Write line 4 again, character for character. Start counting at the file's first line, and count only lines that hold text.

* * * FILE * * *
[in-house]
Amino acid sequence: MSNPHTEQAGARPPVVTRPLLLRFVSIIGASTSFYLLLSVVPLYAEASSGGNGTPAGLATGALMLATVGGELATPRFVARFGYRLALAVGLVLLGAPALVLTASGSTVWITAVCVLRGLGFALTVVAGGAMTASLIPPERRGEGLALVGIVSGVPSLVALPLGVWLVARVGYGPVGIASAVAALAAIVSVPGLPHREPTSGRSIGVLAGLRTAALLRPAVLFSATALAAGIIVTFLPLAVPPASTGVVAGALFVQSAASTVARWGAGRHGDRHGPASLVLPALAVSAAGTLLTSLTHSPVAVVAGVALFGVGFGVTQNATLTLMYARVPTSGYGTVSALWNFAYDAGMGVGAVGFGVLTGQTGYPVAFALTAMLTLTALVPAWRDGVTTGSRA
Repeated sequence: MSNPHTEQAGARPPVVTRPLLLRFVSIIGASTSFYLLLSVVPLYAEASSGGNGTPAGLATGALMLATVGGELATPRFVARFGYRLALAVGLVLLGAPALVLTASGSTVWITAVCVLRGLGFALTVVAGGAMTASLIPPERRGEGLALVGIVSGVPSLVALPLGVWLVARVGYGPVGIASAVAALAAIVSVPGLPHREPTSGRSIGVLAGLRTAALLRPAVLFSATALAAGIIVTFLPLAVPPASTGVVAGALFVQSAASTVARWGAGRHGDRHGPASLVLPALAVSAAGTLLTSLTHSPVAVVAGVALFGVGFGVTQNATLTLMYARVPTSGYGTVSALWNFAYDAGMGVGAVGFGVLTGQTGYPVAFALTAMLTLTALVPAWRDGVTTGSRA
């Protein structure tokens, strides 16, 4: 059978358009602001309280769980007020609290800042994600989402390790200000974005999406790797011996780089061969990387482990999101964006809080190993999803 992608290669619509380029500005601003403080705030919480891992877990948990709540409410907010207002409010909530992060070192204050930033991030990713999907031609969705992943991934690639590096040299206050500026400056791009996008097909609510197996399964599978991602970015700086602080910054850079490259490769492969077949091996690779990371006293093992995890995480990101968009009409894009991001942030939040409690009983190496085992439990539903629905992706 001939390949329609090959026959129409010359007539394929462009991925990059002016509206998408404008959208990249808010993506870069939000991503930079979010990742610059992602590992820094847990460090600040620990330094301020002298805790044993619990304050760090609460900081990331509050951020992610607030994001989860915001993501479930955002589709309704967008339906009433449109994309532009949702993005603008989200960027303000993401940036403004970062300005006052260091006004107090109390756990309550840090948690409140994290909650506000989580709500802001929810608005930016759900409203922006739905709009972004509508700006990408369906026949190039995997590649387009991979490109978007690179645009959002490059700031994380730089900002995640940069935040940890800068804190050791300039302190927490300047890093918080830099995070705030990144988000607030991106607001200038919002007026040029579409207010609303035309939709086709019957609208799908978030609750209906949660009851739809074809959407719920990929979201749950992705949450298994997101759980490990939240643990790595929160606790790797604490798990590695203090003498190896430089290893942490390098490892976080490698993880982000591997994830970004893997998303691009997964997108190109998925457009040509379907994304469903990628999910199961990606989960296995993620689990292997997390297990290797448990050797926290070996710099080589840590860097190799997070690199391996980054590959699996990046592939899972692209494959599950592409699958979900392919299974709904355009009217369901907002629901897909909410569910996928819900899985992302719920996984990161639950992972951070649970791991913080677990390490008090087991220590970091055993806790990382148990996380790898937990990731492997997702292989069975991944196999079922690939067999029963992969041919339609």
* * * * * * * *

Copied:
């Protein structure tokens, strides 16, 4: 059978358009602001309280769980007020609290800042994600989402390790200000974005999406790797011996780089061969990387482990999101964006809080190993999803 992608290669619509380029500005601003403080705030919480891992877990948990709540409410907010207002409010909530992060070192204050930033991030990713999907031609969705992943991934690639590096040299206050500026400056791009996008097909609510197996399964599978991602970015700086602080910054850079490259490769492969077949091996690779990371006293093992995890995480990101968009009409894009991001942030939040409690009983190496085992439990539903629905992706 001939390949329609090959026959129409010359007539394929462009991925990059002016509206998408404008959208990249808010993506870069939000991503930079979010990742610059992602590992820094847990460090600040620990330094301020002298805790044993619990304050760090609460900081990331509050951020992610607030994001989860915001993501479930955002589709309704967008339906009433449109994309532009949702993005603008989200960027303000993401940036403004970062300005006052260091006004107090109390756990309550840090948690409140994290909650506000989580709500802001929810608005930016759900409203922006739905709009972004509508700006990408369906026949190039995997590649387009991979490109978007690179645009959002490059700031994380730089900002995640940069935040940890800068804190050791300039302190927490300047890093918080830099995070705030990144988000607030991106607001200038919002007026040029579409207010609303035309939709086709019957609208799908978030609750209906949660009851739809074809959407719920990929979201749950992705949450298994997101759980490990939240643990790595929160606790790797604490798990590695203090003498190896430089290893942490390098490892976080490698993880982000591997994830970004893997998303691009997964997108190109998925457009040509379907994304469903990628999910199961990606989960296995993620689990292997997390297990290797448990050797926290070996710099080589840590860097190799997070690199391996980054590959699996990046592939899972692209494959599950592409699958979900392919299974709904355009009217369901907002629901897909909410569910996928819900899985992302719920996984990161639950992972951070649970791991913080677990390490008090087991220590970091055993806790990382148990996380790898937990990731492997997702292989069975991944196999079922690939067999029963992969041919339609």